Details, the Mademoiselle for boys, recently listed the best vintage-clothing stores in the country with a description of their wares – mostly in gabardine and rayon. The accompanying photographs showed a young man who apparently yearned to be a member of a bowling team in 1947. In a recent cover story, Sassy, the Seventeen for girls who are cool, told its readers how to creat a 1940s look with their nails, make-up and hairstyle.... Sassy, my favourite magazine, quotes 20-year-old Ian (he may be 22; there is a controversy here) of the band Nation of Ulysses as saying, “[We’re] against interpretive dancing, voguing, hippie dancing.”

It will be pointed out that Nation of Ulysses, for a brief but salutary moment, wore the crown for most evocative lengthy album title: 13-Point Program to Destroy America. (Why do they hate America so?)

Along with architecture, design has spent the past few years simply mixing and matching. A Regency desk is called a Regency desk because it is distinctly of the Regency period.... What is the signature design style of the 1980s and early ’90s? Retro.

I suppose I could spend the rest of my day wading through this rough, but its jewel is surely an Edward Tufte nightmare chart that plots eras against the later times in which those eras were deemed the good old days. Though a tad questionable at the more ancient end (the 1910s considered the 1820s the good old days?), it is certainly shockingly accurate in its more modern timelines. The caption says it all: “Better cue up Wall Street on the laser-disc player [sic]. Time to break out the Cristal. Did someone say ‘Grenada’? That’s right! Come 1992, the eighties will be back!”

Weren’t they? I’m too caught up in ’70s revivalism to keep track.

My beef with roadkill

Devout readers will recall the mention of Tony Hendra’s “The Joy of – Screech! Thud! – Cooking.”

“The right equipment and the freshest food refine a family tradition”
Martha Stewart

Well, here it is: “Spy’s Guide to Politically-Correct Meat-Eating, the Roadkill Way.” The lush, dark, cozy, gamey Middle Ages place settings photographed by Peter Ardito are quite disconcerting – especially the taxidermed raccoon with a cherry tomato in its fangs and a fake tire track on its abdomen. (Or is the constellation of gourds surrounding the poor beastie even worse?)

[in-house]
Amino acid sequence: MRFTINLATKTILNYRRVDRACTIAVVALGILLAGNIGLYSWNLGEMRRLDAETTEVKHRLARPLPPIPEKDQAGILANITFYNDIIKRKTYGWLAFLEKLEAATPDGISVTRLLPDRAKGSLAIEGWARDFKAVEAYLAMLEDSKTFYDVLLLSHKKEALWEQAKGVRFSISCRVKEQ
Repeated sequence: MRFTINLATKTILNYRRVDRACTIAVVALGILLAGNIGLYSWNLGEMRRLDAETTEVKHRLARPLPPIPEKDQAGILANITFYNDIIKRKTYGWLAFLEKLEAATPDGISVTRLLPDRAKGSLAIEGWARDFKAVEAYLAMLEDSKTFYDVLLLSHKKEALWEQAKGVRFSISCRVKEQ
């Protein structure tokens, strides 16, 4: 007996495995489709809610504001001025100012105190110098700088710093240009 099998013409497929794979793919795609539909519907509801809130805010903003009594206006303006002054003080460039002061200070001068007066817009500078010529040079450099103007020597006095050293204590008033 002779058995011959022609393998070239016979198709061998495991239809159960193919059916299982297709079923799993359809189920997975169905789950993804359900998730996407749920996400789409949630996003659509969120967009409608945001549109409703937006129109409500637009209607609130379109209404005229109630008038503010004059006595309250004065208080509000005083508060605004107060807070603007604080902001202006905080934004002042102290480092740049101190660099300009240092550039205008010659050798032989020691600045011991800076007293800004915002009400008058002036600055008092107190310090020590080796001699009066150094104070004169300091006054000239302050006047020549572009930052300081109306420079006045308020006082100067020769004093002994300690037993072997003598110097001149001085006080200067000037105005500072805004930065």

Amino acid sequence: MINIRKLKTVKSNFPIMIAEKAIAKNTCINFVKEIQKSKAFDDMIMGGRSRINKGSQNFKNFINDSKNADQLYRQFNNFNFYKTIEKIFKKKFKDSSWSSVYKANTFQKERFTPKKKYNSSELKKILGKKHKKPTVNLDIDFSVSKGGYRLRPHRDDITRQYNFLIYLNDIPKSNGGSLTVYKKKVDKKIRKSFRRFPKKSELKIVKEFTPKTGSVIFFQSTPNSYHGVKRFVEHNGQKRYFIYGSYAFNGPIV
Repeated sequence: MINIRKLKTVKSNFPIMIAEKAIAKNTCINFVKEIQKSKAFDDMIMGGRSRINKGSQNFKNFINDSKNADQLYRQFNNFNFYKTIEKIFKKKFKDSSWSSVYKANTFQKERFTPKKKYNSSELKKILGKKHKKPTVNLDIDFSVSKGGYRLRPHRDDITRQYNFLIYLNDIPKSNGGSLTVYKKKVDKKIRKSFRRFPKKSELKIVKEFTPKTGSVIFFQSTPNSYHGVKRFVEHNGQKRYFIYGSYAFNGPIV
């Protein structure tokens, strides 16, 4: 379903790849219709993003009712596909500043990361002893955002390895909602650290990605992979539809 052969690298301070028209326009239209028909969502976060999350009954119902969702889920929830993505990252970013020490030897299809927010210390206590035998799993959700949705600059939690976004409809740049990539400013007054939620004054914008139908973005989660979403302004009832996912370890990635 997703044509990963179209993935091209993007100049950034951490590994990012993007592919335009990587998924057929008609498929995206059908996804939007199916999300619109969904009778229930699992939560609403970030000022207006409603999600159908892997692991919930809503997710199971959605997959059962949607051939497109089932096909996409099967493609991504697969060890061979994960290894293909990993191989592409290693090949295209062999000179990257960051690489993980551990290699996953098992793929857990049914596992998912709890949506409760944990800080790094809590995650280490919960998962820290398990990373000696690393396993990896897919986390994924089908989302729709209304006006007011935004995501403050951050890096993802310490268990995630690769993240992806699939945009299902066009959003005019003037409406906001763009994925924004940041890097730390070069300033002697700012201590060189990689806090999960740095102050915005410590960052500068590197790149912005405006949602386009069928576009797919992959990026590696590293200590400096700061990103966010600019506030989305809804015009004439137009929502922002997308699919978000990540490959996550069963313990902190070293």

Thanks to the efforts of animal-rights groups like PETA and assorted herds of New Age nutritionists, the cultural status of meat-eating is currently on a par with that of drunk driving and headed down toward pedophilia.... You are a carnivore – a mad, rabid pariah feeding off the carrion of your innocent fellow travelers on Spaceship Earth.

Well, tell us something we don’t know, Tony.

[R]oadkill has long been recognized as a hearty addition to French country cooking. In many rural regions of the U.S. as well, it has been a mainstay of traditional local cuisines for as long as there have been beer coolers in pickup trucks.

You know that clichéd, peremptory article-closing formula overused by hacks, “I think I’m going to be sick”? Well, I’m more experienced: I stopped reading the recipes, true-life photographs, and whimsical illustrations (entire possum fed head-first into hand-cranked meat grinder!) after I already was.

Anthony Bourdain, your time is up.

“Edge of Night Life”

“Review of Reviewers” this month (byline: Humprey Greddon) fairly describes Michael Musto as a “funny, clever and inspiringly vulgar” gossip columnist, then takes the New Yorker to task for its own palsied, tweed-jacketed foray into nightlife coverage – a column with the hilarious soap-opera-recapitulation title (retro, shurely?!) “Edge of Night Life.”

All this would be tolerable, perhaps, if the word scribe were not used so often, if hyphens were not so overindulged in (as in this phrase from a column on the Limelight – another urban-studies utopia: “No other dance hall has been nearly so rafter-packed, and with so wide, so racially-culturally-generationally-and-socially balanced, so sexually hard-to-read a mix of get-out-of-my-way-and-stop-staring-at-me-though-boy-I’m-horny partygoers”)...


T. Coraghessan Boyle [No relation – Ed.], the goateed, jokey-pretentious and astonishingly annoying novelist, wrote about his house in California for Architectural Digest.... Boyle continues with plaintive simplicity, “It gets dark at six, and then, with the expiration of daylight savings time, at five.” Well, it would, wouldn’t it? If it got dark at six and then at 3:45 after the time change, the light in California really would be spooky. And the next morning? Then, at dawn, the sun comes up, ever in the eastern firmament.

“Party Poop”

“Party Poop” this month is a tad dull, with one item remaining stubbornly incomprehensible even on repeated reads.

This one, however, wins it.

Having received a sterling-silver tray from New York City mayor David Dinkins, rug-wearing musical colonialist Paul Simon holds it up high above his head so normal-size people can see it.

At least it wasn’t propping up an overrun raccoon and a spray of decorative gourds.

You are here: fawny.org → Ten Years Ago in SPY

Updated: 2002.12.01


See also: Interview with Alex Isley, former SPY art director